}

   private List<int> dirtyRows = new List<int>();

Adding XxxxxChanged handlers to the controls allows us to know when a control in a row changed values.  If any value in the row changes, we mark the row as "dirty".  Like with the buttons, I have added some of the most common input controls.  You may wish to add additional ones.  Additionally, TemplateFields might have nested controls, so you might want to recursively look for controls. 

I'm sure that you have already figured out what our save method will look like.  Just loop through the dirty rows and save them.

   public void Save()
   {
      foreach (int row in dirtyRows)
      {
         this.UpdateRow(row, false);
      }

      dirtyRows.Clear();
   }

Using the GridView's UpdateRow() function allows our save to behave just like the "Out of the Box" save.  An associated DataSourceControl will be used to update the data, the RowUpdated event will fire, and everything else the basic save does.  Finally, here is the ASPX.

   <asp:Button runat="server" ID="SaveButton" Text="Save Data" />
   <blog:BulkEditGridView runat="server" id="EditableGrid" DataSourceID="AdventureWorks" AutoGenerateColumns="False" DataKeyNames="LocationID" SaveButtonID="SaveButton" >
      <Columns>
         <asp:BoundField DataField="LocationID" HeaderText="LocationID" InsertVisible="False" ReadOnly="True" SortExpression="LocationID" />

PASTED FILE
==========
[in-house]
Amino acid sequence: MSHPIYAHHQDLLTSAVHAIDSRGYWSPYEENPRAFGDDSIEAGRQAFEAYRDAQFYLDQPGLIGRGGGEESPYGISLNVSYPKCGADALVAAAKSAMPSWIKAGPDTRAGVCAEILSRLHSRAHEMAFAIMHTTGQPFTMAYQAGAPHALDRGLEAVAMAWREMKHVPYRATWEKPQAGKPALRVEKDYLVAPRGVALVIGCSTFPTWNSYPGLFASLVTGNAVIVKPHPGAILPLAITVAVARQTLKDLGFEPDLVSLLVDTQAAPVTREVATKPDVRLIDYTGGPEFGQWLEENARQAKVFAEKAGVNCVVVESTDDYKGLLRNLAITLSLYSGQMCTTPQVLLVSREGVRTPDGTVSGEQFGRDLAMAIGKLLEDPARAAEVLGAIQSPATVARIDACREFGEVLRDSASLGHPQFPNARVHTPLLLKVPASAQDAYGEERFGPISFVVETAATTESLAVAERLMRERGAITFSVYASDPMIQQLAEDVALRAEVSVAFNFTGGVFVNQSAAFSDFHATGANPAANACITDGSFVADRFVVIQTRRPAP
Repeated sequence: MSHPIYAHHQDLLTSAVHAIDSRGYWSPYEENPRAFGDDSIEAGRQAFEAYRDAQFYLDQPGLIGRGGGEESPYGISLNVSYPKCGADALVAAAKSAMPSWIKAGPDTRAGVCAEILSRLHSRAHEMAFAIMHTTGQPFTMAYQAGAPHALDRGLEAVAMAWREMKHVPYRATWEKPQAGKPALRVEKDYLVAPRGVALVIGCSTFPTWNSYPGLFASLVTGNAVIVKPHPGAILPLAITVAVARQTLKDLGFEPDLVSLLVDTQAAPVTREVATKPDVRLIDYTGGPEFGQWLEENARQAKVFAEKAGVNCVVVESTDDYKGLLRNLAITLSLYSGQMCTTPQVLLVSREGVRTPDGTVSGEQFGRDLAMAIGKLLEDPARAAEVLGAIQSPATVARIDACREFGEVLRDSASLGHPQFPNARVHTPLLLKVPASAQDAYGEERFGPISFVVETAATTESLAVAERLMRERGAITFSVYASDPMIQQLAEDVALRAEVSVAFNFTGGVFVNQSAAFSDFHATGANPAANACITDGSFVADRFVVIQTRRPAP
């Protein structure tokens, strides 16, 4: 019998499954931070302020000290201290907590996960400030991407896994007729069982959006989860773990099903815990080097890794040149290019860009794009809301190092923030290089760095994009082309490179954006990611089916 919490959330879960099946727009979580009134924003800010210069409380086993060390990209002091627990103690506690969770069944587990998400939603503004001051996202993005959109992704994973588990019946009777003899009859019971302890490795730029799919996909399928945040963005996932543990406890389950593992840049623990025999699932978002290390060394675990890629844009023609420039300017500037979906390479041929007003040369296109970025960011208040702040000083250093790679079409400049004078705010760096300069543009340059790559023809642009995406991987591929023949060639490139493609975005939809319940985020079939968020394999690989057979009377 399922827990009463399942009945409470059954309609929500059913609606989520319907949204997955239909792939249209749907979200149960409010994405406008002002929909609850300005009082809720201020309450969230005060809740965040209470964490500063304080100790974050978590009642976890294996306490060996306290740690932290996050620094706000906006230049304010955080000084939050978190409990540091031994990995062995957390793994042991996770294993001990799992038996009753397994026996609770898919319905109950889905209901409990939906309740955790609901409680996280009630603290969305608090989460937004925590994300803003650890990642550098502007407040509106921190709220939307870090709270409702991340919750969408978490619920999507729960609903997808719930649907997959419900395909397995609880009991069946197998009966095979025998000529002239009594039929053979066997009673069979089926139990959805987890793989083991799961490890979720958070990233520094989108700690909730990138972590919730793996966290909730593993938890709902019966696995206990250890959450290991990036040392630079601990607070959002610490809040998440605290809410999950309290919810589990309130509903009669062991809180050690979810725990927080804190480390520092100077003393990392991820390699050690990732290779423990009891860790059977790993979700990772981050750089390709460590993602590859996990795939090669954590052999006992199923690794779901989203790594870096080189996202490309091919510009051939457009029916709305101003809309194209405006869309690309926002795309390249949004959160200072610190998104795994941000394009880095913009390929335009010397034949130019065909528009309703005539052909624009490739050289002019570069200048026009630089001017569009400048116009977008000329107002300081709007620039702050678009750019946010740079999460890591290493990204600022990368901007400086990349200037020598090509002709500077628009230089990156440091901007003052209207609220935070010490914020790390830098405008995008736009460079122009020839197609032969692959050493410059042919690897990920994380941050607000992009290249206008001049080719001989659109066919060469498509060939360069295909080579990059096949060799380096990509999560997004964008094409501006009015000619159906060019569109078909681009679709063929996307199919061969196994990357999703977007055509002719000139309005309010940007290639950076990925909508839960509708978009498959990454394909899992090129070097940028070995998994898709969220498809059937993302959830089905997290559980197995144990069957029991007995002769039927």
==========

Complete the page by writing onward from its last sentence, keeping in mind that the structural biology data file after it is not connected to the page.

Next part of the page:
<asp:BoundField DataField="Name" HeaderText="Name" SortExpression="Name" />
         <asp:BoundField DataField="Availability" HeaderText="Availability" SortExpression="Availability" />
         <asp:BoundField DataField="CostRate" HeaderText="CostRate" SortExpression="CostRate" />
      </Columns>
   </blog:BulkEditGridView>

I wrote this to give you a basic understanding of how to create a bulk edit GridView.  Of course there are many enhancements you could add to this.  Perhaps you only want some of the rows to be editable, not all of them. Or, you want the grid to not be editable until the user clicks an "edit everything" button.  Maybe you would like all of the changes to complete in a transaction.  And probably you want this to do something I haven't even thought of (I would like to know if you come up with something though).  I've added some of these enhancements for customers on projects, and most of them are not that difficult to implement.

 

NOTE: These comments are the authors own thoughts, and do not represent an official Microsoft recommendation.  This post is for educational purposes only.
   

UPDATE:  Thanks everyone for the feedback!!  Based on several of your comments, I have incorporated an inline insert into the grid (still very beta).  Also I have attached the source code as a zip for those people who can't see the Got Dot Net workspace.  I can't promise I'll keep the attachment up to date, but the workspace will always have the latest.

UPDATE (JAN 2007): Updated source code is now available on CodePlex, and it should be easier to download than it was on GotDotNet.
http://www.codeplex.com/ASPNetRealWorldContr